"Don't forget the Chinese when we talk about Hiroshima," May wrote. "Though my family was fortunate enough to move to the safe region, the Japanese were pushing closer and closer. That kind of fear and panic, feeling your back against the wall with no more ground to retreat.... We CHEERED when the bombs were dropped and Japan surrendered."

There followed a conversation about the kamikaze warriors who killed themselves while flying planes into a target. "I think I would certainly be one of them if I was born in those years," Kotaro said. "This imagination always frightens me."

"Dearest Kotaro," May wrote back. "Here we are, a Japanese and a Chinese, with genuine affection for each other. As a matter of fact, dear friend, you alone have made more difference in my feelings toward the Japanese than any other single factor. We are none of us without blood on our hands!"

In the days following the earthquake in Japan and the dream that woke Laura, and then me up, the World Dreams Peace Bridge filled with a steady stream of dreams and dreamers, immediately responding to the worsening situation in Japan by adding their energy to a worldwide attempt to cool the waters around Fukishima and participating in the work of collecting funds to aid Peace Bridge member Misa Tsurata's efforts to work with post traumatic stress for children and their families in Japan.

Before the month was over, we had collected $500 to send to Misa for art supplies. In April, the orchestra in Massimo Schinco's town in northern Italy donated the entire proceeds of a planned orchestra concert to Misa's work.

Dr. Jenny Parker of West England University in Leeds wrote to me: "I hope you don't mind, but I wanted to share the dream I had last night with you. I don't do this often, but it is directly related to the Fukishima Nuclear Plant as you will see.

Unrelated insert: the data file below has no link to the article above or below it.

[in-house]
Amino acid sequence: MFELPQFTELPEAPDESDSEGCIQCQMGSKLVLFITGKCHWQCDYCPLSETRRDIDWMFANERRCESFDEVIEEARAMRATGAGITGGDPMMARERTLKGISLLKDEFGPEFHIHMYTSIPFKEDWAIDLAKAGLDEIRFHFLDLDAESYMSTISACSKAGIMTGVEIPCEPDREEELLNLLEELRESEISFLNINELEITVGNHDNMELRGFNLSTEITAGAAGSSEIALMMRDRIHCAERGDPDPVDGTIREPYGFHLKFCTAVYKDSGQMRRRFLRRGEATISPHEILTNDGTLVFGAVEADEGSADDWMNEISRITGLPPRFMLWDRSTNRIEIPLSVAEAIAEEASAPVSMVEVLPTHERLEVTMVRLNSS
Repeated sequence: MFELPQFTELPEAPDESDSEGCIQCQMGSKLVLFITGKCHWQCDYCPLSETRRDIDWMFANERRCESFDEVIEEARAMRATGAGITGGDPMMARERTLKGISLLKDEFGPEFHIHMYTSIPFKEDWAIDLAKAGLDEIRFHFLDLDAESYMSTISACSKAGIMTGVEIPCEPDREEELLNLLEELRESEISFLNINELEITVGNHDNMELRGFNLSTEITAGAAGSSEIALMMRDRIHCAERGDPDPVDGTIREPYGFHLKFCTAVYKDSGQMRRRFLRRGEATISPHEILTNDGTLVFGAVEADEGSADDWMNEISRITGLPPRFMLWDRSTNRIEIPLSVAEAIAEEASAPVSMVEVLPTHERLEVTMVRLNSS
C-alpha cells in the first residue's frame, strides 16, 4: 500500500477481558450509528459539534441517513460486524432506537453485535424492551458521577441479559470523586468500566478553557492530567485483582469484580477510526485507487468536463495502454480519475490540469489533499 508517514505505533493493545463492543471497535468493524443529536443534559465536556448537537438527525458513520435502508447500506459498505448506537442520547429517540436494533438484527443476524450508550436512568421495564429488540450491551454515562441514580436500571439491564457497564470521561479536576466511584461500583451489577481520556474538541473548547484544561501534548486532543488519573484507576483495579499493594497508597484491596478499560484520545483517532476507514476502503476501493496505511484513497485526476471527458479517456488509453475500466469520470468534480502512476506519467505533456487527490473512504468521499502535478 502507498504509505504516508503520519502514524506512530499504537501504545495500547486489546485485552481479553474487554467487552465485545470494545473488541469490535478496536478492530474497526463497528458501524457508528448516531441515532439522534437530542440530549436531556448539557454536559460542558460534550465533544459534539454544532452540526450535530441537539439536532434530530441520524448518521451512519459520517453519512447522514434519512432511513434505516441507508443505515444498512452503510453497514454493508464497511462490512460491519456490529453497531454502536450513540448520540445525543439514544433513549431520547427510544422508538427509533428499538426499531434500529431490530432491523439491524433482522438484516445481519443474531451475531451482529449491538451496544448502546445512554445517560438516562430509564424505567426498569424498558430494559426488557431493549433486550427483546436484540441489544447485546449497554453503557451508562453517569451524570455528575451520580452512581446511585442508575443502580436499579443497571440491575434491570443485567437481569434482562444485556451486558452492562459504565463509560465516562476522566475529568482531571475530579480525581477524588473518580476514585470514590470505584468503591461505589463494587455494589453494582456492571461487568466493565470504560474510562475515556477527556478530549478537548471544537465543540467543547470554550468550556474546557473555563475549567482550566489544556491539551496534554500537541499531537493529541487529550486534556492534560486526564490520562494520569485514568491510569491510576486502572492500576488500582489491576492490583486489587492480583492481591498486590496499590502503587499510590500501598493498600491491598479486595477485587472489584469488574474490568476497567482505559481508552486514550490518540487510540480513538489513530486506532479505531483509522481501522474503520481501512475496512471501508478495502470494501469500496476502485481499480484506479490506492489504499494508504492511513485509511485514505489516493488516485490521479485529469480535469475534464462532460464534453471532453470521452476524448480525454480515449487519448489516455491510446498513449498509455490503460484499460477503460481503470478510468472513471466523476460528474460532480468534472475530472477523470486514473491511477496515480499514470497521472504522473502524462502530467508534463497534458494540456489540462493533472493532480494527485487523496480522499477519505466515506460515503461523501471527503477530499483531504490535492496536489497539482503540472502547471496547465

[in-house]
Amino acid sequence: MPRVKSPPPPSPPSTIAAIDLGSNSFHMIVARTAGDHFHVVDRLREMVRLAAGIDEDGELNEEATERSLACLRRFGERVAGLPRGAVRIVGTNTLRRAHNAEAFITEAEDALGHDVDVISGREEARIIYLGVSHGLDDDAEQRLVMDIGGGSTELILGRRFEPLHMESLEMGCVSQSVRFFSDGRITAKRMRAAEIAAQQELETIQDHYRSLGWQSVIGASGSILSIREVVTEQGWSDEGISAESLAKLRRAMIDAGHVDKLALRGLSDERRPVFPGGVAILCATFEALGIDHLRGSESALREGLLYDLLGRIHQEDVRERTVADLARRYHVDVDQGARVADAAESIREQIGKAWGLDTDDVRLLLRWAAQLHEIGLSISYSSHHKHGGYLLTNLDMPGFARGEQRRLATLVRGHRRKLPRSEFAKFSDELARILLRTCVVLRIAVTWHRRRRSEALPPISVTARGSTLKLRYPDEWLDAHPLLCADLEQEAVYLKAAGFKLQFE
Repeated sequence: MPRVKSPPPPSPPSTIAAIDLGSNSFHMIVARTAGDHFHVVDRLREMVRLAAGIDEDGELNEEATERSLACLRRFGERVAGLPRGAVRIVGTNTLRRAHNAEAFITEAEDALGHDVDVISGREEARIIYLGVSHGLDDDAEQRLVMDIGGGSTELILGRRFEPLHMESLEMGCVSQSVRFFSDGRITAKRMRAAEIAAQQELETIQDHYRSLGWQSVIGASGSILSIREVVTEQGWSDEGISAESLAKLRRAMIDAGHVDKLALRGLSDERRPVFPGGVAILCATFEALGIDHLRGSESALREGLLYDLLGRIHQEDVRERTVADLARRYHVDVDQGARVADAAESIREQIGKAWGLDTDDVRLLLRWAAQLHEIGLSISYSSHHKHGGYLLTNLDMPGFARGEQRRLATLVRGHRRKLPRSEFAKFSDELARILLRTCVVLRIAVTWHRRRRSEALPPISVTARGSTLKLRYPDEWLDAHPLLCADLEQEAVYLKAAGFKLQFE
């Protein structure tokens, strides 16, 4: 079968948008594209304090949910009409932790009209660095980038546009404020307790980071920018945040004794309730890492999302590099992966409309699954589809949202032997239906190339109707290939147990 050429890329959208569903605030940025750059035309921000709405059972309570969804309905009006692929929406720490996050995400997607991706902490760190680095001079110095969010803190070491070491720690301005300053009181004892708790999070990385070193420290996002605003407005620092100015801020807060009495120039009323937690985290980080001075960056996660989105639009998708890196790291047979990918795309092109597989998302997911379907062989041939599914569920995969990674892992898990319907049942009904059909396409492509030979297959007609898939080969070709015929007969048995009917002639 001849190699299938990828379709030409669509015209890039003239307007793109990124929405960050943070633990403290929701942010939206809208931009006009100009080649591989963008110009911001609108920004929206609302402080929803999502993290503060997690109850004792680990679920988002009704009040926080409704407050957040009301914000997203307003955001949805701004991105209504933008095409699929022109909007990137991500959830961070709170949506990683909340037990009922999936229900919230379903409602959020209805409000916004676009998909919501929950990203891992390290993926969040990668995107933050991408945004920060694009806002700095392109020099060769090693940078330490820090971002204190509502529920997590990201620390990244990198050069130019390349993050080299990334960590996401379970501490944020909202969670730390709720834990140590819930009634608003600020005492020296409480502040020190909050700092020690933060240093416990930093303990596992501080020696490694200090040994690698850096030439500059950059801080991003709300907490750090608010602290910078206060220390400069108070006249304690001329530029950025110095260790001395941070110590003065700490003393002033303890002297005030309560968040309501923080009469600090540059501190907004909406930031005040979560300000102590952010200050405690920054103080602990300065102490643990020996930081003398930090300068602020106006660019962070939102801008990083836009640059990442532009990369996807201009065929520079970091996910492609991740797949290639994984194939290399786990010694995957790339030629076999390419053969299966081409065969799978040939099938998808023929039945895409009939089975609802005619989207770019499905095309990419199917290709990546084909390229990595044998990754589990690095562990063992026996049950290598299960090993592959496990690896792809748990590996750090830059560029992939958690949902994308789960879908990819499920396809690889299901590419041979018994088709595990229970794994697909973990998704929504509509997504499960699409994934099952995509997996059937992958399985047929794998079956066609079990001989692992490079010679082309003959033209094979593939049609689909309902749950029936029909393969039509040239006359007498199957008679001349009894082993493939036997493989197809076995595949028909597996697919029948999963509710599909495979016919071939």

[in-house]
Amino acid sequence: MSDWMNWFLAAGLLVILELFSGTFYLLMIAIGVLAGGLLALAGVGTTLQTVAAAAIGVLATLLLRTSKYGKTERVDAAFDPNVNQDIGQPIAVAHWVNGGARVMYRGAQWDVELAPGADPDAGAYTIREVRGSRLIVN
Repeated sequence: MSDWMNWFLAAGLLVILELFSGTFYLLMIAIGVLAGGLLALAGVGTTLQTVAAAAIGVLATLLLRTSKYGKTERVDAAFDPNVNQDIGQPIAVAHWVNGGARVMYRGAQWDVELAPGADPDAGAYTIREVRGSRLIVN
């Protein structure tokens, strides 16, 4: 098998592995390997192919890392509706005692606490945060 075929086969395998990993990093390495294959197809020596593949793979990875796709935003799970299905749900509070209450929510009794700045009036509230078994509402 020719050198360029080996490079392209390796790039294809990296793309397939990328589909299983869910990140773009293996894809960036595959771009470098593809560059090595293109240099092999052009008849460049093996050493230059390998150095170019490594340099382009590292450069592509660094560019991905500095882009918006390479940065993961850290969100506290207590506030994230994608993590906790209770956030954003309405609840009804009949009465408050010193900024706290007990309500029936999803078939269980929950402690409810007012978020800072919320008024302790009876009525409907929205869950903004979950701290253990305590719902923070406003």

I was looking at the plant from some distance, just like pictures on TV. I saw the clouds move and four angels sat at each corner of the plant. They were huge, with massive wings, and dominated the scene in their glory and presence. The first (and closest to me on the left) took a huge breath and inhaled the radioactive smoke into her body. The second angel (at the back and on the left) began to cry. Her tears flooded the broken plant and put out the fires. I turned my gaze to the third angel (on the right at the back) and realized it was a bear, a huge bear with angel wings. The angel bear was scooping its paw up and down in the earth, and with each movement was scooping up people and animals dying from radiation poisoning. My angel bear cradled the wounded in her arms. She looked at me with such compassion it made me cry. The final angel moved to the horizon, and took up the whole panorama. She stood facing me (miles away) and lifted her hand. With one finger pointed upward, she moved her hand back and forth in a "no" gesture. I heard a voice say: "No more of this."

Shortly after this, on April 3rd, a new member joined the Peace Bridge. Diane Rickards from Vancouver, British Columbia wrote: "I'm here because I had a dream about standing on a beautiful blue sky bridge with Jean, watching radioactive water being towed back through the ocean to an island from whence it had come. We were discussing the futility of this process and exploring other options."

Fortunately for our current efforts, Diane was also enthusiastic about the development of Drum Dance and Dream for Peace 2011, particularly one aspect of it, that of raising funds so that our Iraqi family: Ihsan and his three children Zeyneb (thirteen), Mohammed (twelve) and Ahmed (nine) could travel from their home in Portland, Maine to join us in Washington for the closing of the World Children's Festival on the Mall. The Peace Bridge, through its many members around the world, has supported this Iraqi family's progress from Iraq, through Turkey, to the United States. Many of us, including me, had never met this part of our family in person. So it was particularly important that we be able to get together. Due to Diane's donation, and the generosity of several others, Ihsan's family and members of the Peace Bridge were able to spend a weekend in Washington.

You can see from the photos at that from the date of the World Children's Festival on the National Mall in Washington, June 19 through the week of Solstice, all over the world--from Tehran to Istanbul, to the High Sierras in California; to Vancouver and Calgary; in northern Italy and the Cascades in New York; from Dallas, Texas and Windyville, Missouri to Rolduc Abbey in Kerkrade, the Netherlands, people have been drumming and dreaming for Peace and the Future of the World's Children.

I would like to thank all the members of the Peace Bridge, and all of the others around the world who have helped to make Drum Dance and Dream for Peace 2011 a success, and a special thank you to all who continue to act in the way of Peace, through both dreams and waking life.

copyright 2011